Here's the cartoon. Please feel free to circulate it to as many of your on-line contacts as you can and demonstrate that disabled people in the West care about our disabled brothers and sisters in all parts of the world, and especially in Afghanistan.

Thank you.


New Crippen web site

The new Crippen web site has been launched and can be found by clicking on the following link. Please let me know if you have any access problems with regard to the new site. Please Click here to visit the new Crippen web site.


Crippen's profile

You can access a profile of Crippen on this web site along with other disabled contributers.

To access the Crippen profile page please click here


Crippen on Facebook

Crippen now has a fan page on facebook. Click on this link to access it.

Posted by Dave Lupton, 15 February 2010

Last modified by Dave Lupton, 19 February 2010

Crippen looks at the reality of access in Afghanistan

I recently received a message from Fahim Khairy who writes about the conditions for Disabled people in Afghanistan.

“In the third world countries, as example in Afghanistan where I came from, the word disability has a very different meaning. People have unlike perceptions about it and always see it in more negative light.

“The day when an Afghan is hit by a rocket and falls down bleeding, people will immediately forget that situation and say the person is under God’s punishment. Although God did not fire that rocket so it’s the person’s fate receiving the punishment through God’s will for his or her bad actions. It’s the culture. Unfortunately, it's not easy to change.

“When I travelled to Afghanistan after seven years I anticipated seeing everybody enjoying the new democratic regime however I disappointedly found out the opposite.

“I really wondered why I couldn’t see wheelchairs in the streets, markets or any part of the cities despite the fact that there were millions of disabled people living in the country. It was clear that lack of accessibility ruthlessly forced every wheelchair use to stay at home.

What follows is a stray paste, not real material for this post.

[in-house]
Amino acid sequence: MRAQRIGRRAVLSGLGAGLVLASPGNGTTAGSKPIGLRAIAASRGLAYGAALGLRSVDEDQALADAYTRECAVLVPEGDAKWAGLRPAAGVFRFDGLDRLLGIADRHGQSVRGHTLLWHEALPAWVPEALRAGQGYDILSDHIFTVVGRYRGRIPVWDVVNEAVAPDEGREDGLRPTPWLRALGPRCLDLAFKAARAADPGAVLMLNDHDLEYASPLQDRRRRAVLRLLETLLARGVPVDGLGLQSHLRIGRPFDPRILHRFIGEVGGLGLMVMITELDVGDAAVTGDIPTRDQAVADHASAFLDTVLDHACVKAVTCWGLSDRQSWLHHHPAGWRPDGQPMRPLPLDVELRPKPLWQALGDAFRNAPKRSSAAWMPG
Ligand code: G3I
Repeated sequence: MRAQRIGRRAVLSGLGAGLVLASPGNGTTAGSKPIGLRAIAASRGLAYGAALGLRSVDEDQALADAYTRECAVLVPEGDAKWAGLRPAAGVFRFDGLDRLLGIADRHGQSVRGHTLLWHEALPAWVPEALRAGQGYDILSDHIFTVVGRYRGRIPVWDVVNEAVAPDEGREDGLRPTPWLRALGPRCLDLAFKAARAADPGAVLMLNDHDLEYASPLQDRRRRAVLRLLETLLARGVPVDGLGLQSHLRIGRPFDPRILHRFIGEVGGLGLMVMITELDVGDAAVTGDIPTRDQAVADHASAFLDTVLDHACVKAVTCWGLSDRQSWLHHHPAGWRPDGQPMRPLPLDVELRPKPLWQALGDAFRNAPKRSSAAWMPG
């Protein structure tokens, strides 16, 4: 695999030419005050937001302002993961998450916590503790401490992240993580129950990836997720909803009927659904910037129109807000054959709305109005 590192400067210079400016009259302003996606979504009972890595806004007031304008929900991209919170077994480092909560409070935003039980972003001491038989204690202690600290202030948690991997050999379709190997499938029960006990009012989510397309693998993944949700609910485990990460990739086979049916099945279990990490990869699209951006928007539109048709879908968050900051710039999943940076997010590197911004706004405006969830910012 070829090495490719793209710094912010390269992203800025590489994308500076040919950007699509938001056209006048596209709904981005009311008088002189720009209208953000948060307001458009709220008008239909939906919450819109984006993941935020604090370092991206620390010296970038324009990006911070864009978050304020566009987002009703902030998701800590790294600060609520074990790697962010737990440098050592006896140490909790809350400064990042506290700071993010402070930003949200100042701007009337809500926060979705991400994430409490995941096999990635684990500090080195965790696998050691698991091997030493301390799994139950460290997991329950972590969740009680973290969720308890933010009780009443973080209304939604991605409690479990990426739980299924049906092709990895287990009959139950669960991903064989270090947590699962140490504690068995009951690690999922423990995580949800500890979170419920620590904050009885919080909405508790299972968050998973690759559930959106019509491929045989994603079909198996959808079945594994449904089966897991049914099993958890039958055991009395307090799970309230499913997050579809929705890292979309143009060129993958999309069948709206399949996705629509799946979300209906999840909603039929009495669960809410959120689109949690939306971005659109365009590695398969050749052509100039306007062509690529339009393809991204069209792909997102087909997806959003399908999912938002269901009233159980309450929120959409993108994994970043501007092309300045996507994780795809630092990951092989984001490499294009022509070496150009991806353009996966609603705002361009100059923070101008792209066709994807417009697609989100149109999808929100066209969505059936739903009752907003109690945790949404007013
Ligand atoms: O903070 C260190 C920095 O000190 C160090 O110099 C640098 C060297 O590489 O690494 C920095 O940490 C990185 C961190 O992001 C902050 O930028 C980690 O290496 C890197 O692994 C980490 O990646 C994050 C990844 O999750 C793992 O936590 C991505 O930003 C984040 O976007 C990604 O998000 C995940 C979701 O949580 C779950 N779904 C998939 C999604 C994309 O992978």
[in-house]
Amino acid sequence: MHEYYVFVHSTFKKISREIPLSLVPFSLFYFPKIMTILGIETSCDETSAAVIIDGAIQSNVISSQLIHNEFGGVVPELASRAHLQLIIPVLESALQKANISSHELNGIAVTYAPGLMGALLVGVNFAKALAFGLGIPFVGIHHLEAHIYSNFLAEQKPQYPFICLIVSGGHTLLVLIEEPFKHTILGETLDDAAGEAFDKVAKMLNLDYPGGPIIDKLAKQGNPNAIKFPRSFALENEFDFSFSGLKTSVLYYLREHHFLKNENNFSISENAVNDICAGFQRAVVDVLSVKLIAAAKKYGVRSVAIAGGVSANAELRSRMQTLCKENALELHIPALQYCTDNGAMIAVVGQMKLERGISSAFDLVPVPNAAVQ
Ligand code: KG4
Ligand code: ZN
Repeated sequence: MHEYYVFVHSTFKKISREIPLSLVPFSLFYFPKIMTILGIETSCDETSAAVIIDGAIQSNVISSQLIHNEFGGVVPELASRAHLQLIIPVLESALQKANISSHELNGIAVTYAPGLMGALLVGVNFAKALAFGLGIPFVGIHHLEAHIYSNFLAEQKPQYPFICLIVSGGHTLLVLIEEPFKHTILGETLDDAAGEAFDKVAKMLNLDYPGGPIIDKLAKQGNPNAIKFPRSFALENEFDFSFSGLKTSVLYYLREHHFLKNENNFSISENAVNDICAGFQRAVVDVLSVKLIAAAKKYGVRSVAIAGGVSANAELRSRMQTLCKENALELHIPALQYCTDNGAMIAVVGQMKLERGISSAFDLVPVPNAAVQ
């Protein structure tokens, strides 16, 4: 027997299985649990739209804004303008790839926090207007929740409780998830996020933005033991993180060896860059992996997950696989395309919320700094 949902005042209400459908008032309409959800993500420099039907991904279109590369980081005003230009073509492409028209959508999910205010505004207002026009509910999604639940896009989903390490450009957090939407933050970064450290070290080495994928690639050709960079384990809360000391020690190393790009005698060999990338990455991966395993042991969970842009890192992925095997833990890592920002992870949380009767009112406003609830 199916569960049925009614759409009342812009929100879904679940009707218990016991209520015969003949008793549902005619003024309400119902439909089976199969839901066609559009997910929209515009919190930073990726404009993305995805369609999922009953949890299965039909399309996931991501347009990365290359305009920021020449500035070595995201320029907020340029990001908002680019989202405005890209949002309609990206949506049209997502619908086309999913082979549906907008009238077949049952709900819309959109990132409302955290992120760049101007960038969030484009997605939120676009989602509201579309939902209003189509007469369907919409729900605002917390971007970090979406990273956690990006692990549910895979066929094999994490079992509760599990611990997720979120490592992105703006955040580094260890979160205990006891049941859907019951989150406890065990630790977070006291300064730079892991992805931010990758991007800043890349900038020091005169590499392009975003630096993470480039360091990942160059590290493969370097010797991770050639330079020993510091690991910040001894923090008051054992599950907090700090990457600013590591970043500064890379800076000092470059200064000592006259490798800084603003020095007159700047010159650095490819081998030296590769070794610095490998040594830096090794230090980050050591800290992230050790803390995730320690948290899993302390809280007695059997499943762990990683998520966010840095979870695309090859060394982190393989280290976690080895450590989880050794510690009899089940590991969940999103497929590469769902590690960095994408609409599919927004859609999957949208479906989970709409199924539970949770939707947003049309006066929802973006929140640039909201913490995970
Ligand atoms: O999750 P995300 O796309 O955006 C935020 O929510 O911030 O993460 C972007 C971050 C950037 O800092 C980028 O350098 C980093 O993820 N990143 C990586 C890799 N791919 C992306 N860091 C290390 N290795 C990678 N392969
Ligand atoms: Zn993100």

“Being in a wheelchair in Afghanistan at every new and old building, the person needs to be carried by four or five people, in order to get up the stairs. I almost forgot being a disabled person after starting a new life in America although as soon as I arrived at Kabul Airport, I suddenly realized that I am a needy person. Now I have to look for others sorrowfully to help me get up any staircases.

“How can we fight this misery when no disabled person is able to come out from his or her home and moreover discuss the matters with leaders and politicians? I assume that if every disabled Afghan had a computer, a power wheelchair like me, they conclusively would stand next to me to fight for a change.

“I had the opportunity that allowed me to educate myself learning a new language and the use of technology. I have been learning English since I came to the US in 2003. I certainly believe that if we had these opportunities in Afghanistan, every disabled Afghan would be able to live a life without affliction and poverty.”

You can find out more about Fahim and his involvement with other Afghan Disabled people on his Facebook site

Posted by Dave Lupton, 30 September 2009

Last modified by Colin Hambrook, 1 October 2009